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SAMJ: South African Medical Journal

versión On-line ISSN 2078-5135
versión impresa ISSN 0256-9574

SAMJ, S. Afr. med. j. vol.99 no.11 Cape Town nov. 2009




'Breakthrough' thai hiv vaccine trial controversy



Click to enlarge


'For the first time ever we know that an HIV vaccine is possible.'

That's what several excited top South Africa HIV/AIDS researchers thought following the surprise findings in September's 16 000-person trial in Thailand (the much-maligned RV 144 trial), which claimed a 31% reduction in infection risk among participants.

Professor Glenda Gray, head of the perinatal HIV Research Unit at Witwatersrand University, said the efficacy of the combination prime-boost vaccine paved the way for future designs - 'it's exciting because it means that a vaccine is attainable'.

She and fellow researchers like Professor Salim Abdool Karim, Director of the Centre for the AIDS Programme of Research of South Africa (CAPRISA), saw the initial results as a boost for sagging morale after so many failed trials. Confessed a rejuvenated Gray: 'I've devoted my life to HIV vaccines since the early to mid 2000s - I was starting to wonder if I'd made the right choice'.

Karim said that after the scepticism that followed the failed Merck vaccine trials, 'this is big scientific news', while Gray affirmed that 'this is huge'. 'Researchers were becoming despondent about ever making a vaccine and were starting to become disinterested. Basically this means that a vaccine is possible in our lifetime.'

Then the storm broke around the alleged selective leaking of only part of the results by the US Military HIV Research Program. They, together with the Thai government, managed and conducted the trial, originally aimed at 50% efficacy for impact in the relatively low HIV incidence country.

An Izindaba search that included Science Magazine, The Wall Street Journal, The New York Times and the United Press International press agency, reveals that the excitement around the selective 24 September data release was based on a 'modified intent to treat analysis' (which prevents bias from the selective exclusion of trial participants from the analysis), and excluded the secondary 'per protocol' analysis.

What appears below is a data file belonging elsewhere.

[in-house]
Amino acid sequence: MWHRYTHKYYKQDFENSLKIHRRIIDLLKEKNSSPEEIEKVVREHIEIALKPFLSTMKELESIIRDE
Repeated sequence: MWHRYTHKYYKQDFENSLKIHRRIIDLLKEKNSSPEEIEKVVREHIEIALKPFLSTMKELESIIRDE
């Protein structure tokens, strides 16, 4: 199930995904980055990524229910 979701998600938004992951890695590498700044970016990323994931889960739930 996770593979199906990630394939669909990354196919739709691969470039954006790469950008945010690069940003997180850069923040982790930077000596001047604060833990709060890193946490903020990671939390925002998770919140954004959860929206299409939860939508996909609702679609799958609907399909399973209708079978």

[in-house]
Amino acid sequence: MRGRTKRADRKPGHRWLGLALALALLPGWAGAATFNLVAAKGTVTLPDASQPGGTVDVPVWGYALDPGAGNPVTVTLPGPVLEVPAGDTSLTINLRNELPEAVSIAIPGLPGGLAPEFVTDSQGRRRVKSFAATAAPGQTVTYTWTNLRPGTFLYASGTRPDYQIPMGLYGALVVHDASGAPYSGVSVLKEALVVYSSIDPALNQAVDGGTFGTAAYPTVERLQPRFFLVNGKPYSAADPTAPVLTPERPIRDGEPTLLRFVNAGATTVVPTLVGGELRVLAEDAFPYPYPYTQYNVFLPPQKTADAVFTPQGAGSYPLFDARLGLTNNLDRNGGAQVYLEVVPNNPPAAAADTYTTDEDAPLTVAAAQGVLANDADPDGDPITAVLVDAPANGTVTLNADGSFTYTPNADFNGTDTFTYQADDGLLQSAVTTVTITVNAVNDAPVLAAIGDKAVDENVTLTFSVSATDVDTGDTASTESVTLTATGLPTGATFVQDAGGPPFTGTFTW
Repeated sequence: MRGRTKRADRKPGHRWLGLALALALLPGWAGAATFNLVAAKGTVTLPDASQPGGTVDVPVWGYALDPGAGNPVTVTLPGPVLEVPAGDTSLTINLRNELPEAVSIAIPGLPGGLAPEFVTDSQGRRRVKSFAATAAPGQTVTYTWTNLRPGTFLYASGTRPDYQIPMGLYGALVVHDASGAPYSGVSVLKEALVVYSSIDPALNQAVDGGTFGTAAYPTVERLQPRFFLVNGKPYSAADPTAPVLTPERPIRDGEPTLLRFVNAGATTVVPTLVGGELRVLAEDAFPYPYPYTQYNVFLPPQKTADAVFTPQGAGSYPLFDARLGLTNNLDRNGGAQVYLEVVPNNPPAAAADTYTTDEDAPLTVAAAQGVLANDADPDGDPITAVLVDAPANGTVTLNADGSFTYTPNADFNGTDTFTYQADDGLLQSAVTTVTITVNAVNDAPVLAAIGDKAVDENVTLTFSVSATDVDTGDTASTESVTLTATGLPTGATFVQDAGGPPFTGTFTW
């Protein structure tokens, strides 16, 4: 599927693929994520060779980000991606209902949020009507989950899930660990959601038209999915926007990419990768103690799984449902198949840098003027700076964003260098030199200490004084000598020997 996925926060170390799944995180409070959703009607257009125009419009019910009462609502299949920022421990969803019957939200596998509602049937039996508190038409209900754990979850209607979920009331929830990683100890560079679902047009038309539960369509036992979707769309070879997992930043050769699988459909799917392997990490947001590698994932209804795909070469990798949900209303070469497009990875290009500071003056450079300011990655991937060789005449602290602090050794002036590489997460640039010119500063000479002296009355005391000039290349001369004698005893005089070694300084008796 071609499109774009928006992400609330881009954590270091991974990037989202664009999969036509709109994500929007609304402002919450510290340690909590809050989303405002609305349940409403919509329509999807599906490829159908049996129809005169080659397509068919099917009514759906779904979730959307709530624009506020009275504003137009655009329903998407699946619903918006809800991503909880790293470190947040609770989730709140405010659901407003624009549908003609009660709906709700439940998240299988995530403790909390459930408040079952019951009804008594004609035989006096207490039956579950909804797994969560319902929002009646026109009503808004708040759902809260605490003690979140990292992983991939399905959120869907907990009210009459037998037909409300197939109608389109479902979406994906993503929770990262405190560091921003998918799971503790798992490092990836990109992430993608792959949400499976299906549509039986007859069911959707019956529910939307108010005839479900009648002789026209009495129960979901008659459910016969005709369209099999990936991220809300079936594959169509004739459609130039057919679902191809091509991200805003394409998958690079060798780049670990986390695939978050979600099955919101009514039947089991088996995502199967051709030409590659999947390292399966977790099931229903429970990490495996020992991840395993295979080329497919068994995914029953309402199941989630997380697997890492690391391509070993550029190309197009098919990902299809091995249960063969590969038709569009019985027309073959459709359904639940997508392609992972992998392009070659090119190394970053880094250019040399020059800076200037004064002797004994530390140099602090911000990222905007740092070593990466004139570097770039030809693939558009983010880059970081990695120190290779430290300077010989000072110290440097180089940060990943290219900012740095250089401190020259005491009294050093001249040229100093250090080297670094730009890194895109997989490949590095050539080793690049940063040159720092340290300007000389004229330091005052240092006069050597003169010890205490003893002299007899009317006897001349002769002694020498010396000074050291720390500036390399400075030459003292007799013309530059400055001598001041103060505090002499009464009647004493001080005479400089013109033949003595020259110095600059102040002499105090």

The former includes everyone who enrolled in the study, regardless of whether they ended up getting the full course of the vaccine while the latter adheres strictly to how the trial was designed by only including those study participants who got the full regimen of the vaccine shots at the right time. The 'per protocol' analysis, usually used as a supportive analysis to corroborate to the more stringent 'intent to treat' analysis, showed that the supposed effectiveness was only 26.2% - and thus not statistically significant.

This news, breaking several weeks after the two South African scientists were approached for comment by Izindaba, ignited a volcanic stream of scientific calls for laying out all possible data at the conclusion of trials to enable differences to be properly analysed.

Dr Anthony S Fauci, Director of the National Institute of Health which financed the trial, agreed that different analyses of the data could show a weaker effect but insisted that the one released on 24 September was 'the gold standard'. He said putting several biostatistical analyses in a news release 'would have confused everybody', while suggesting that researchers were engaging in a cover-up was 'absurd'.

'They couldn't be that stupid; they were already planning to give confidential briefings to experts and publish everything in a journal before heading to Paris, where the results would be presented to the world,' he said.

However, Fauci admitted that the army's decision to brief other players in the field before the 20 October Paris conference backfired. Statistical calculations around the 'intent to treat' analysis reportedly showed there was a 3.9% probability of the study results being a fluke - but for the 'per protocol' analysis this leapt to 16%. In drug and vaccine trials, anything above a 5% probability of a chance result is deemed statistically unacceptable.


Sleuths closing in on protection mechanism

Karim, whose best HIV microbicide gel trial results so far (PRO2000) fell just short of being statistically significant, believes the important thing - if moderate efficacy of the Thai vaccine is proven - would be that it may be possible to identify what led to protection.

'It's not about getting this vaccine in a clinic anytime soon - we'd need to better understand what cellular and humoral responses were engendered. In other words, did those in the vaccine arm who became infected have poorer responses to the vaccine than those who didn't become infected? That will give us clues as to what might have been responsible for the protection. If we can find that, it will be a major step forward in the field.'